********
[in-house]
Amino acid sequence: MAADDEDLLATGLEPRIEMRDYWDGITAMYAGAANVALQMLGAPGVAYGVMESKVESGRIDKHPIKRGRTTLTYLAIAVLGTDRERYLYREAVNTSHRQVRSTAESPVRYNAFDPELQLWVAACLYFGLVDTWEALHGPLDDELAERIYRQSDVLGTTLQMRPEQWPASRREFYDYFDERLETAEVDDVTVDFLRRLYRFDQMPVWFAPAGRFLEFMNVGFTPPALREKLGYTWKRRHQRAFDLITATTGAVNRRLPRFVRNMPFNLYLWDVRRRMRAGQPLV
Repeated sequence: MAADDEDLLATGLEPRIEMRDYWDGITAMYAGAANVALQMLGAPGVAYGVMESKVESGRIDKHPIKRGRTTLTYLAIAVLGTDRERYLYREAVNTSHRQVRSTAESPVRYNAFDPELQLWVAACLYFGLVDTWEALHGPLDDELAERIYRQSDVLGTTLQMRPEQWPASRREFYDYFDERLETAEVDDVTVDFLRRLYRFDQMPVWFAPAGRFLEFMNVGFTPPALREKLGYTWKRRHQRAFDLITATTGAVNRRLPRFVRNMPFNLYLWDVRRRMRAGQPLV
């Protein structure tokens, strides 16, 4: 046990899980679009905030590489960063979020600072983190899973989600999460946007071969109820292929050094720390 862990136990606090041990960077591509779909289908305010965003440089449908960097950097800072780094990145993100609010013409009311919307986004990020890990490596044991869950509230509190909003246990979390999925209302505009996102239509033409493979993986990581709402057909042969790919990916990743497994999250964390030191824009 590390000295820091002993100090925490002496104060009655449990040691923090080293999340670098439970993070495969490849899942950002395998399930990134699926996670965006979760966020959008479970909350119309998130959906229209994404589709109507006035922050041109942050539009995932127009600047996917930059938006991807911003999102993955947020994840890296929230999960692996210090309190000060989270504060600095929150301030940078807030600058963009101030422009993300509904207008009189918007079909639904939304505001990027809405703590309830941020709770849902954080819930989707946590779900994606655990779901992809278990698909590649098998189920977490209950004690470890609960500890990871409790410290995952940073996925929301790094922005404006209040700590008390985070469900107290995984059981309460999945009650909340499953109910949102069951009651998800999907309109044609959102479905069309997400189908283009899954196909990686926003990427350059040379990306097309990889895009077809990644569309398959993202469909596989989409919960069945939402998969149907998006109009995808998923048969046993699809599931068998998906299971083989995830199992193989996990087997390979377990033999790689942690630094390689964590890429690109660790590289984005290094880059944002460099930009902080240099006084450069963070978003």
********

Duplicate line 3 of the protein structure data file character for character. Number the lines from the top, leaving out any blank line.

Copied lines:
Repeated sequence: MAADDEDLLATGLEPRIEMRDYWDGITAMYAGAANVALQMLGAPGVAYGVMESKVESGRIDKHPIKRGRTTLTYLAIAVLGTDRERYLYREAVNTSHRQVRSTAESPVRYNAFDPELQLWVAACLYFGLVDTWEALHGPLDDELAERIYRQSDVLGTTLQMRPEQWPASRREFYDYFDERLETAEVDDVTVDFLRRLYRFDQMPVWFAPAGRFLEFMNVGFTPPALREKLGYTWKRRHQRAFDLITATTGAVNRRLPRFVRNMPFNLYLWDVRRRMRAGQPLV